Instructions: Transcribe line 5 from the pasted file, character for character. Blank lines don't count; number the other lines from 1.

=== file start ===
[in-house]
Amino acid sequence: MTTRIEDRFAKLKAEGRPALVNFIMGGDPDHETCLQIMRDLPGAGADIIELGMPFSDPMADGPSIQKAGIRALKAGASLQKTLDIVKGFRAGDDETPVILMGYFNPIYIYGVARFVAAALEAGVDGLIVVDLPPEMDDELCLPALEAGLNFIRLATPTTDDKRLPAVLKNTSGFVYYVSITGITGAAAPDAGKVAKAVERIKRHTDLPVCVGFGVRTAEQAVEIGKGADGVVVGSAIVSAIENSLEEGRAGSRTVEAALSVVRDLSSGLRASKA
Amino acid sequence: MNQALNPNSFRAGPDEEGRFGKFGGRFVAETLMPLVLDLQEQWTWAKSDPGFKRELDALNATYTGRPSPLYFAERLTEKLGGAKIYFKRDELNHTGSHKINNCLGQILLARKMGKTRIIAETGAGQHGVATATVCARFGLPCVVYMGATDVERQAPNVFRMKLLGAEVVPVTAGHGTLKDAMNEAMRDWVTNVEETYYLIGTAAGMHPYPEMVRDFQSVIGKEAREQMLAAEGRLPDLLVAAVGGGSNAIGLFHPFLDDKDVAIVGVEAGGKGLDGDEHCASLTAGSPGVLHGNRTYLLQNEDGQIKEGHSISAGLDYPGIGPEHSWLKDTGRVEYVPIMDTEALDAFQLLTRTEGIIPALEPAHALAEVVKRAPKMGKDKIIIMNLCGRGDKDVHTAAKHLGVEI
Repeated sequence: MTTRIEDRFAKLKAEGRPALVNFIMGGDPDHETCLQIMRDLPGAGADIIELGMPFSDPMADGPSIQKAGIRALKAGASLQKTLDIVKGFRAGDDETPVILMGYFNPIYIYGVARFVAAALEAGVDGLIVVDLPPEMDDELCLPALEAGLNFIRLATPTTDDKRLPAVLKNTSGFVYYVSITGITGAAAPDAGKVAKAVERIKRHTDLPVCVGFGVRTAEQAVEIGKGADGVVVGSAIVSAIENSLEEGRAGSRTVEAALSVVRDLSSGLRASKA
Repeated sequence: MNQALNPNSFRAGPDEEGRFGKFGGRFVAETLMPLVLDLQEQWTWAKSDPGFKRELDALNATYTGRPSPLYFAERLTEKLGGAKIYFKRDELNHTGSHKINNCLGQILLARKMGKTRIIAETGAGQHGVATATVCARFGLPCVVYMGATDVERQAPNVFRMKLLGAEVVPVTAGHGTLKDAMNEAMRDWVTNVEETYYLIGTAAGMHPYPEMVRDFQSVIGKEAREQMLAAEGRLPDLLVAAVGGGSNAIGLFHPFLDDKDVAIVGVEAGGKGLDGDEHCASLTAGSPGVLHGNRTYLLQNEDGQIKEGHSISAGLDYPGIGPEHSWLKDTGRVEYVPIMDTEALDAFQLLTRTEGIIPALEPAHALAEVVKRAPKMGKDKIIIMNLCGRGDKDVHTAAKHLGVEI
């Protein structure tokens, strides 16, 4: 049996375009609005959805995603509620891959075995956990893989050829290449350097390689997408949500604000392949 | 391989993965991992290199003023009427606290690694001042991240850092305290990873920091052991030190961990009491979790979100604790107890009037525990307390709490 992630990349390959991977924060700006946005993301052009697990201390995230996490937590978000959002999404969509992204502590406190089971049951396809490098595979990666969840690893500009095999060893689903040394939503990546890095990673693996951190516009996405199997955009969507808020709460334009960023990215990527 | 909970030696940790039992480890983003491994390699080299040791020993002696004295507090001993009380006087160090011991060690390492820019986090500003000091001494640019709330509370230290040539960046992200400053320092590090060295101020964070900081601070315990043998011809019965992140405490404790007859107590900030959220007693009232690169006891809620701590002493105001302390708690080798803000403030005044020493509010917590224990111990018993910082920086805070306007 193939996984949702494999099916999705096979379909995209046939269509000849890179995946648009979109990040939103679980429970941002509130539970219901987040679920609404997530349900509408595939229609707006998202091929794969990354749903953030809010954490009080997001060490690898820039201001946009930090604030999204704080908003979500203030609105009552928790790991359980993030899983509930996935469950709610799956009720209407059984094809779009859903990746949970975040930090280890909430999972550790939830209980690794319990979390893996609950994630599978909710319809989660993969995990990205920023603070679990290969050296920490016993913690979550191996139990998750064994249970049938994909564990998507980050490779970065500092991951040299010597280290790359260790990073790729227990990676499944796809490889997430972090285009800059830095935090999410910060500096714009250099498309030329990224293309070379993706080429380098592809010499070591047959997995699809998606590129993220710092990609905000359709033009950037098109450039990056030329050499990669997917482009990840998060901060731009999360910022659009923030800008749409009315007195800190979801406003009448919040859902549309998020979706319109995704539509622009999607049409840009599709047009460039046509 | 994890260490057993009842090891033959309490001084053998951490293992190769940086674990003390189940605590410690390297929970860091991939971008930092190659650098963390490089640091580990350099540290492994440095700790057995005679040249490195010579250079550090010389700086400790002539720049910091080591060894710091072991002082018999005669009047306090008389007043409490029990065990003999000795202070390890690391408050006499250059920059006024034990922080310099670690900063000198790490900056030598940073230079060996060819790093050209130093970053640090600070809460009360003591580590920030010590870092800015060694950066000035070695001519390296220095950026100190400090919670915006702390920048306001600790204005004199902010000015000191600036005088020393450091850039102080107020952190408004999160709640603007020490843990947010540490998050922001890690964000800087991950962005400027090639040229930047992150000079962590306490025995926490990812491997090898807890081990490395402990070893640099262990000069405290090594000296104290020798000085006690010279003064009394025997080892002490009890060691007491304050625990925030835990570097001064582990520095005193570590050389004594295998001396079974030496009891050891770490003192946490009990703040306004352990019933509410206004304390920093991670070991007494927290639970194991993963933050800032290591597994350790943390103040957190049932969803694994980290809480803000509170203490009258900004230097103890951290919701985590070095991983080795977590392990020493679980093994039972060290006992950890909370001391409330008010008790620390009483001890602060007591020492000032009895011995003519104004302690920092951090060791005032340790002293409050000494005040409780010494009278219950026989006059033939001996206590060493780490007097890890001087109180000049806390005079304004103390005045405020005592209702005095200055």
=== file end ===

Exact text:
Repeated sequence: MNQALNPNSFRAGPDEEGRFGKFGGRFVAETLMPLVLDLQEQWTWAKSDPGFKRELDALNATYTGRPSPLYFAERLTEKLGGAKIYFKRDELNHTGSHKINNCLGQILLARKMGKTRIIAETGAGQHGVATATVCARFGLPCVVYMGATDVERQAPNVFRMKLLGAEVVPVTAGHGTLKDAMNEAMRDWVTNVEETYYLIGTAAGMHPYPEMVRDFQSVIGKEAREQMLAAEGRLPDLLVAAVGGGSNAIGLFHPFLDDKDVAIVGVEAGGKGLDGDEHCASLTAGSPGVLHGNRTYLLQNEDGQIKEGHSISAGLDYPGIGPEHSWLKDTGRVEYVPIMDTEALDAFQLLTRTEGIIPALEPAHALAEVVKRAPKMGKDKIIIMNLCGRGDKDVHTAAKHLGVEI